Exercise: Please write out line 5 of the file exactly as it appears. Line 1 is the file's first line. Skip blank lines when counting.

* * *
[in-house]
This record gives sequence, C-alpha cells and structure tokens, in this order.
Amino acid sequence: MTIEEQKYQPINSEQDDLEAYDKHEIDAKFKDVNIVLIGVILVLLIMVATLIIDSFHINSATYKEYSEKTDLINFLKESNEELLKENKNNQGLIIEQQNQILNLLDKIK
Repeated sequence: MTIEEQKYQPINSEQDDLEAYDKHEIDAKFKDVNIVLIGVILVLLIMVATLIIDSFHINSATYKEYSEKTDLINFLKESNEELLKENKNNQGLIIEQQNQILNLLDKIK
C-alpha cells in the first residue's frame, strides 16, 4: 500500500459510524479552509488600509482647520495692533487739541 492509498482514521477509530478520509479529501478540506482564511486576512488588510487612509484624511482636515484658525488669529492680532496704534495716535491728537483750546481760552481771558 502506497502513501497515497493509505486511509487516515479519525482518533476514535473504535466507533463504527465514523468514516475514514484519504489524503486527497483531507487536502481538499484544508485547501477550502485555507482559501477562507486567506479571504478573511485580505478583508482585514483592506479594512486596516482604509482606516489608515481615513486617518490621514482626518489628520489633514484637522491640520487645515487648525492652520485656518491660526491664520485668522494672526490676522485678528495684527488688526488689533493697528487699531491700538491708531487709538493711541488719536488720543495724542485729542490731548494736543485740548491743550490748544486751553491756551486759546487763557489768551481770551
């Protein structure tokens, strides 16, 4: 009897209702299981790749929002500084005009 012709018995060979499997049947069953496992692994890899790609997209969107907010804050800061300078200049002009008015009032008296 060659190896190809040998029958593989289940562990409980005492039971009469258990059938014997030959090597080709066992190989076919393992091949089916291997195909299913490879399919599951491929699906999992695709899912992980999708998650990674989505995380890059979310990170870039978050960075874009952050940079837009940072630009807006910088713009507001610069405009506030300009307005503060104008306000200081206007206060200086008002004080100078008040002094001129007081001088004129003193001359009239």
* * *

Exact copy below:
C-alpha cells in the first residue's frame, strides 16, 4: 500500500459510524479552509488600509482647520495692533487739541 492509498482514521477509530478520509479529501478540506482564511486576512488588510487612509484624511482636515484658525488669529492680532496704534495716535491728537483750546481760552481771558 502506497502513501497515497493509505486511509487516515479519525482518533476514535473504535466507533463504527465514523468514516475514514484519504489524503486527497483531507487536502481538499484544508485547501477550502485555507482559501477562507486567506479571504478573511485580505478583508482585514483592506479594512486596516482604509482606516489608515481615513486617518490621514482626518489628520489633514484637522491640520487645515487648525492652520485656518491660526491664520485668522494672526490676522485678528495684527488688526488689533493697528487699531491700538491708531487709538493711541488719536488720543495724542485729542490731548494736543485740548491743550490748544486751553491756551486759546487763557489768551481770551